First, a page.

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Cf. WCC Press Information Info-03-16 of 4 December 2003

Free high resolution photos available (see below)

Speaking during a visit to the World Council of Churches (WCC) in Geneva, the Iranian president Sayyid Mohammad Khatami made a forceful appeal for inter-religious dialogue to be seen as an alternative to religious fundamentalism, and as a source of international peace and stability.

Speaking as a religious personality and an intellectual, President Khatami addressed an audience of religious leaders, diplomats, academics, journalists and staff of the WCC and other ecumenical organizations based in Geneva on 11 December 2003 on the theme of "Religious dialogue and international relations". The prime minister of Norway, H.E. Kjell Magne Bondevik, and the WCC general secretary, Rev. Dr Konrad Raiser, responded to his presentation.

Faced with international tensions that can appear to have a religious dimension, "the dialogue of civilizations, but also the dialogue between religions, particularly between Islam and Christianity, seems to be an absolute and vital necessity," President Khatami said. The Islamic leader noted that it was precisely during the 2001 UN Year of Dialogue among Civilizations that terrorism showed its "ugliest face" with the "tragic attacks" in the USA. "The future of religion will depend on the abandoning of fanaticism, and on (…) mutual comprehension and openness," he stressed. "No religion can hold claim to absolute Truth (…). Dialogue is the foundation which allows for unity in diversity," he said.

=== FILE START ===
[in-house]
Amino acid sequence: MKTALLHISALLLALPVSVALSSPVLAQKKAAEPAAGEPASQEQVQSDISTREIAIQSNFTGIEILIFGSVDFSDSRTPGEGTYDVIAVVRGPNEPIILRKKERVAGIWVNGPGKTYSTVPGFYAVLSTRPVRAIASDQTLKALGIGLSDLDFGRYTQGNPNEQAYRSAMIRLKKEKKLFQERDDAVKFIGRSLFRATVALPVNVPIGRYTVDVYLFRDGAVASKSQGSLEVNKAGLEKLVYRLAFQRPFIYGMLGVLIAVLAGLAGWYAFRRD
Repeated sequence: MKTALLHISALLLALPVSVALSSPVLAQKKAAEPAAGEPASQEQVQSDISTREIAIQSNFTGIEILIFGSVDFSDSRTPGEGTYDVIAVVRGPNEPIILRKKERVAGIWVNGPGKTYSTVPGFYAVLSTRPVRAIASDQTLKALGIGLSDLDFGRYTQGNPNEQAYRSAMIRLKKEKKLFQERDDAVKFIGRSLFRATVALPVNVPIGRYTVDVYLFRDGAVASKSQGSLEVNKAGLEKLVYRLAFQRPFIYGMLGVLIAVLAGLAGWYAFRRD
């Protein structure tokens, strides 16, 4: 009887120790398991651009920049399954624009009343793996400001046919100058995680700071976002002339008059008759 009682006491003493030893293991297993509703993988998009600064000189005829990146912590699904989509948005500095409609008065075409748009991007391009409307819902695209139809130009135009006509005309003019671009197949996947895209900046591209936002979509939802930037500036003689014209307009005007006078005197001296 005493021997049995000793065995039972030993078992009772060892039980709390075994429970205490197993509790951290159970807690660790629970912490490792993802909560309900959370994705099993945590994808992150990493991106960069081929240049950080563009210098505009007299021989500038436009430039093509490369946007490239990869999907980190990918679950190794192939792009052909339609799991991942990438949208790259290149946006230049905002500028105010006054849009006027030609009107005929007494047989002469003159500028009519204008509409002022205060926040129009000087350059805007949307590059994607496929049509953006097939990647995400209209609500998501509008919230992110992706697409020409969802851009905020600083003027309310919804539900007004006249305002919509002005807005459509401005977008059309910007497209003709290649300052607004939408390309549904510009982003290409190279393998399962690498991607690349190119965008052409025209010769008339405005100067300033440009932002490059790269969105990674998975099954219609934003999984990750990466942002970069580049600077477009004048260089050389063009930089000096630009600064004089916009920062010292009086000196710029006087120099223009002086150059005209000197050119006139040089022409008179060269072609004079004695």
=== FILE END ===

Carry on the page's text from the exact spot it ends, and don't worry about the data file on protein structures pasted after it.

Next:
The WCC general secretary, Rev. Dr Konrad Raiser, welcomed the commitment to an "open and truthful encounter" manifested by the Iranian leader, and denounced the instrumentalization of religious sentiments by political interests. "We, in the World Council of Churches, are committed to seeing voices of faith defeat those of bigotry, fear and nihilism. Voices of fraternity are called to drown those of hostility, racism and ignorance. We reject the tendency, not uncommon in many Western countries, to perceive Muslims as a threat and to portray Islam and some Islamic nations in negative terms."

Echoing these sentiments, the Norwegian prime minister Kjell Magne Bondevik, who is an ordained minister of the Lutheran Church of Norway, agreed that "we in the West sometimes treat the Islamic world with unforgivable arrogance," but he warned against the danger of religious fundamentalism. "Extremists are trying to spread the message of hate in the name of God (…). Religious leaders can – and must – combat, in words and deeds, the poison spread by extremists in the name of religion. Those who have a strong belief can better understand others with strong belief (…). In many conflicts, religion is considered to be part of the problem. I uphold the idea that religion should be seen as part of the solution".

The visit of the Iranian leader was made in the context of a long-standing involvement of the WCC in inter-religious dialogue. Since 1995, the WCC has sought to foster regular contacts and conversation with Iranian Islamic leaders and intellectuals, with Christian-Muslim seminars being organized alternately in Teheran and Geneva. According to Dr Tarek Mitri, in charge of Christian-Muslim relations at the WCC, these encounters revealed a genuine desire for dialogue and were received with wide interest among Iranians. While focusing on challenges faced today by people of faith, discussions included sometimes divisive issues that preoccupy Muslims and Christians, including human rights and the role of women.

The texts of the speeches by Sayyid Mohammad Khatami, Kjell Magne Bondevik and Konrad Raiser, as well as free high-resolution photos of the event are available on our website:

Additional photos are available on the Photo Oikoumene website.